Given a day like ours, what would you choose to do?

Teachers’ action research…

I sent this email to the teachers at my school…

Hi All

In the past we have had successful voluntary learning groups in areas such as visible thinking, differentiated learning, global education and integrating technology.

Teachers often feel that there are so many ‘things’, it is difficult to integrate everything. Some of us have talked before about ways to ‘connect the dots’. I think our learning principles can help pull things together.

I’d like to start a new voluntary group, based on the Inquiry Circle I saw in New York during the holidays… in our own style.

My vision of it looks like this:

(Open, of course, to ideas, suggestions, modifications, negotiations!)

Meet fortnightly for an hour before school and…

  • Revisit and unpack our learning principles.
  • Each teacher choose an area for their own ‘action research‘ based on one (or more) of the learning principles.
  • Create an ‘action research question’. This question usually develops and changes as the exploration unfolds.
  • Decide on a course of action and/or specific approaches you plan to try.
  • Feed back to the group and reflect individually and collaboratively on what you’ve tried and how you might proceed.
  • Possible readings to enhance and support learning.
  • Possible Skype ins from educators in other places exploring similar issues.
  • Group discussions to help ‘connect the dots’.
  • Optional shared reporting and reflection in an online space.

Example questions for action research…

#1 Question: How might we best arrange furniture and set up the classroom to promote learning?

Area of interest: Learning space

Learning principles:

  • Learning is active and social and is enhanced by collaboration and interaction.
  • We learn in different ways, depending on abilities, learning styles, preferences and interests.

#2 Question:

How can technology support differentiated learning opportunities?

Area of interest: Integrating technology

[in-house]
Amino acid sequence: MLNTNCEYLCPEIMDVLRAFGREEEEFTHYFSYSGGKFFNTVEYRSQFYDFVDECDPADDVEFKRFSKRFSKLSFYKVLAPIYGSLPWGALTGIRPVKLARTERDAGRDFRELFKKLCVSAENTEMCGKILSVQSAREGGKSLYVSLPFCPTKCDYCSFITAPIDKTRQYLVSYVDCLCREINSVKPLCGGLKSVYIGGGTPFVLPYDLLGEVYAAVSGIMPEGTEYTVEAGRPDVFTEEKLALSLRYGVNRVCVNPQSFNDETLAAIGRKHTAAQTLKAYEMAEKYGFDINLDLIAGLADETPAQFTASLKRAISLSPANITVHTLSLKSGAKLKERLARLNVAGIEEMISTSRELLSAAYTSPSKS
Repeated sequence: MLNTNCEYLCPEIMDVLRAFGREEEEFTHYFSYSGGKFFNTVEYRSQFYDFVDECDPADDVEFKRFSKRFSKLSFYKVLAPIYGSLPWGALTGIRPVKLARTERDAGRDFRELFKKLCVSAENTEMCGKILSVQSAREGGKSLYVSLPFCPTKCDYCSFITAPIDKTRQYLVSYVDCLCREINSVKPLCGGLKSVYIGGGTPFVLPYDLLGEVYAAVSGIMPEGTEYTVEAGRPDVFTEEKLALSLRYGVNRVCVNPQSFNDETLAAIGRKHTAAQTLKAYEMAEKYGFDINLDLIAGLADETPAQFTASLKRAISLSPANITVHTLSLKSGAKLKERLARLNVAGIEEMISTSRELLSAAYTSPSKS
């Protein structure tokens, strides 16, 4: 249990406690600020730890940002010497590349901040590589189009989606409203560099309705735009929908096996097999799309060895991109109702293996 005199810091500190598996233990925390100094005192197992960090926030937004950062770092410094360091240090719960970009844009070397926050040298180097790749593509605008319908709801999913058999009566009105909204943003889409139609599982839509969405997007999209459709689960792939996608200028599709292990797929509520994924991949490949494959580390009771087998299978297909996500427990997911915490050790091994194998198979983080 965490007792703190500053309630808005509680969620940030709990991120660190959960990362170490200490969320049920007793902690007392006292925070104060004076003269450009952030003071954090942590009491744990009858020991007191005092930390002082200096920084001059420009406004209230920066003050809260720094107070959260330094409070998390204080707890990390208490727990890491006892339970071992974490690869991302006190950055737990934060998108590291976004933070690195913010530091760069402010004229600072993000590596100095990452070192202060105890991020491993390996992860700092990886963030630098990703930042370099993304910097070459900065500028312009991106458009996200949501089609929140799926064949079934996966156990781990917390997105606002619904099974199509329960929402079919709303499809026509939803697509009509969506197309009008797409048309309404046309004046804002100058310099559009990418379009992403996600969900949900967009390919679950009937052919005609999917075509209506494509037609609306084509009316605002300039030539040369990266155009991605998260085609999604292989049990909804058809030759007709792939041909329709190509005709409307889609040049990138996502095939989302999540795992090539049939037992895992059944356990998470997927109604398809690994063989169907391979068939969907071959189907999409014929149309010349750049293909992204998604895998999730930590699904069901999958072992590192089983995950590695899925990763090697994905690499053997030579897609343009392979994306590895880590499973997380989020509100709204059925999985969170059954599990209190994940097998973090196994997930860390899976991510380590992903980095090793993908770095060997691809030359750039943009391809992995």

Learning principles:

  • We learn in different ways, depending on abilities, learning styles, preferences and interests.
  • Learning needs to be challenging, meaningful, purposeful and engaging.

Simple Action Research model:

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Stephen Kemmis

Let me know if you’re interested in joining such an Inquiry Circle and we can take it from there…

Edna

I re-read the email before I sent it and had second thoughts… 

  • Maybe I don’t know enough about action research. In a recent Twitter chat, I got the impression it HAS to be done a certain way. (Who says?)
  • Maybe everyone’s busy and no-one will respond. (So what?)
  • Maybe an hour won’t be long enough? (Oh well.)

Nothing ventured, nothing gained.

Post Script:

Six people are in!

MY action research:

Question: How can we create new models of professional learning in our school that help build our learning community, while embedding our learning principles in our practice?

Area of interest: Teacher professional learning.

Learning principles: All!

  • We learn in different ways, depending on abilities, learning styles, preferences and interests.
  • Learning takes place through inquiry: questioning, exploring, experimenting and problem solving.
  • Learning occurs by acquiring skills and knowledge, constructing meaning and transfer to other contexts.
  • Learning is active and social and best takes place through collaboration and interaction.
  • Learning takes place when we feel secure, valued and are able to take risks.
  • Learning needs to be challenging, meaningful, purposeful and engaging.
  • Learning includes meta-cognition and reflection, and requires learners to take ownership of their learning.

Suggestions, tips and ideas invited!